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Viewing posts tagged Security and Economics


The anonymous CEO blogger has accused me of IT propoganda. Don't worry my feelings aren't hurt ;). Of course, it is in my interest as the CEO of a security firm that more CEOs recognize the value that investing in security brings. However, I would point out a few things that IMO, keep this post from being pure 'propoganda'.


On a recent trip to Mexico, our casita had a safe in it. The instructions for using it and the combination were printed on a covered sheet of paper sitting on top of the safe. As I scanned for directions on how to change the combination, I read:


I've been reading The Prize by Daniel Yergen. I've wanted to read it for quite some time and just ran across a copy at a yard sale. It is excellent. I'm about half-way through.


Perhaps there is a lesson for infosec professionals in this post on the Affect heuristic on Overcoming Bias:

Suppose an airport must decide whether to spend money to purchase some new equipment, while critics argue that the money should be spent on other aspects of airport safety. Slovic et. al. (2002) presented two groups of subjects with the arguments for and against purchasing the equipment, with a response scale ranging from 0 (would not support at all) to 20 (very strong support). One group saw the measure described as saving 150 lives. The other group saw the measure described as saving 98% of 150 lives. The hypothesis motivating the experiment was that saving 150 lives sounds vaguely good - is that a lot? a little? - while saving 98% of something is clearly very good because 98% is so close to the upper bound of the percentage scale. Lo and behold, saving 150 lives had mean support of 10.4, while saving 98% of 150 lives had mean support of 13.6.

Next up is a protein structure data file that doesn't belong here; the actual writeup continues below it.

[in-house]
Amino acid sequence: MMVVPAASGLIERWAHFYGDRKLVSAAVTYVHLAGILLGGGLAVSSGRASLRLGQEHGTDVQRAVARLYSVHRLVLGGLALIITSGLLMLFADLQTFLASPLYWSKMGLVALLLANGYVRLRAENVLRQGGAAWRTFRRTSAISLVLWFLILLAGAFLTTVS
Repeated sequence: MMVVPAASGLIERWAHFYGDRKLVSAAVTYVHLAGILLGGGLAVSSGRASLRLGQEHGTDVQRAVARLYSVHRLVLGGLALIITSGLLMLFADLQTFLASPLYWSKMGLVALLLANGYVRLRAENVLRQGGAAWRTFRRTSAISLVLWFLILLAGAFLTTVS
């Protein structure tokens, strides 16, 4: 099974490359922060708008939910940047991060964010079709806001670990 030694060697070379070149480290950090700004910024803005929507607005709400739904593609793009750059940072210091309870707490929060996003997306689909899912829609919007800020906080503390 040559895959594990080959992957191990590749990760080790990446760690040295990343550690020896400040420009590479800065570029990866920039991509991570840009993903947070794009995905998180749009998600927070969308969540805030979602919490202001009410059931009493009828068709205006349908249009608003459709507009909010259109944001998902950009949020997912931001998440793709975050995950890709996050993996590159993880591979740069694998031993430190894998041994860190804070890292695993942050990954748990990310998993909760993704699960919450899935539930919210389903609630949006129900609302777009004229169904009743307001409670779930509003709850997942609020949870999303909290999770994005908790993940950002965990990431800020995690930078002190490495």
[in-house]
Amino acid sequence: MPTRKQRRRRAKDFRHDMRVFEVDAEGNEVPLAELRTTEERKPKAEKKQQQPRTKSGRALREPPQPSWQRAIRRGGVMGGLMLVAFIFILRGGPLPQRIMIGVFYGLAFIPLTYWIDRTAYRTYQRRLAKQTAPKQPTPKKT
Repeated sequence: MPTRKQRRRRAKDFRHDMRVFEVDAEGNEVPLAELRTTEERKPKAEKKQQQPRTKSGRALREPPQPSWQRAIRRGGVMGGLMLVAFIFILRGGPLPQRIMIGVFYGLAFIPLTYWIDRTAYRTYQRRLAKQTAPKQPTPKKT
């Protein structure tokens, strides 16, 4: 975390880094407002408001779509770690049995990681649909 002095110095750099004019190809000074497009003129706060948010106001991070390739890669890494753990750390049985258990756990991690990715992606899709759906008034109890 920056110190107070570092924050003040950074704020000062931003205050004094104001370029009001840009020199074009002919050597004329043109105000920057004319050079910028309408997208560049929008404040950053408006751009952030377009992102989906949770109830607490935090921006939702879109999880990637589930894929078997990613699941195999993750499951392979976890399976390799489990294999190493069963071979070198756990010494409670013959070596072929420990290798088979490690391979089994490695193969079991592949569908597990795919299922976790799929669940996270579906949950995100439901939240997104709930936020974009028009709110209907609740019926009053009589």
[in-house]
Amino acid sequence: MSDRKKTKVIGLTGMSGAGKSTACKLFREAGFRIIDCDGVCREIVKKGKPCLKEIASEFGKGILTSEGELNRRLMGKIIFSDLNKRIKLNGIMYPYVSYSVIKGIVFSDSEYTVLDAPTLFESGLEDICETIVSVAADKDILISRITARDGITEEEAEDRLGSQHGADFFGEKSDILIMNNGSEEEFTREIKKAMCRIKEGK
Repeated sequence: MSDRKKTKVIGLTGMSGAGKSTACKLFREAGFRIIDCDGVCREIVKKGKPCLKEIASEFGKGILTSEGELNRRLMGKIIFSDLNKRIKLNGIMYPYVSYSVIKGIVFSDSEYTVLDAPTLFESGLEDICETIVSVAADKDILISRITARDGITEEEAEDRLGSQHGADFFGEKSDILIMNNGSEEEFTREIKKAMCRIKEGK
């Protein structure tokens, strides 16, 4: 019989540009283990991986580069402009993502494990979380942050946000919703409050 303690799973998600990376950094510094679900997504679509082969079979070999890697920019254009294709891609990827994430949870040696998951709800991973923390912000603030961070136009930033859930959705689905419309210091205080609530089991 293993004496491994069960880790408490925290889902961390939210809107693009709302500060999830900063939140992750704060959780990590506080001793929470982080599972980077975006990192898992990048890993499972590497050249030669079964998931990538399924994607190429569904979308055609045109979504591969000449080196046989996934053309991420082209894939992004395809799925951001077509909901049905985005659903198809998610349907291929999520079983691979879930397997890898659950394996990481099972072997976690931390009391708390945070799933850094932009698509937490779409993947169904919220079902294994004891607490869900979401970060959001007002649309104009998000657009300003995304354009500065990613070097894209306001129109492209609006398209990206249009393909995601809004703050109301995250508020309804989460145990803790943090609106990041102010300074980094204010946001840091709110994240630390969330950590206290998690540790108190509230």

The post also shows that people tend to over-estimate the value of going with known brands, even though they might not add any extra value:
Ganzach (2001) found the same effect in the realm of finance. According to ordinary economic theory, return and risk should correlate positively - or to put it another way, people pay a premium price for safe investments, which lowers the return; stocks deliver higher returns than bonds, but have correspondingly greater risk. When judging familiar stocks, analysts' judgments of risks and returns were positively correlated, as conventionally predicted. But when judging unfamiliar stocks, analysts tended to judge the stocks as if they were generally good or generally bad - low risk and high returns, or high risk and low returns.
But perhaps you don't have time to consider all this, because you've got a deadline!
Finucane et. al. also found that time pressure greatly increased the inverse relationship between perceived risk and perceived benefit, consistent with the general finding that time pressure, poor information, or distraction all increase the dominance of perceptual heuristics over analytic deliberation.


I read with delight this quote from omnipresent security pundit Bruce Schneier questioning the reasons for the existance of the security industry:

"We shouldn't have to come and find a company to secure our e-mail. E-mail should already be secure. We shouldn't have to buy from somebody to secure our network or servers. Our networks and servers should already be secure."

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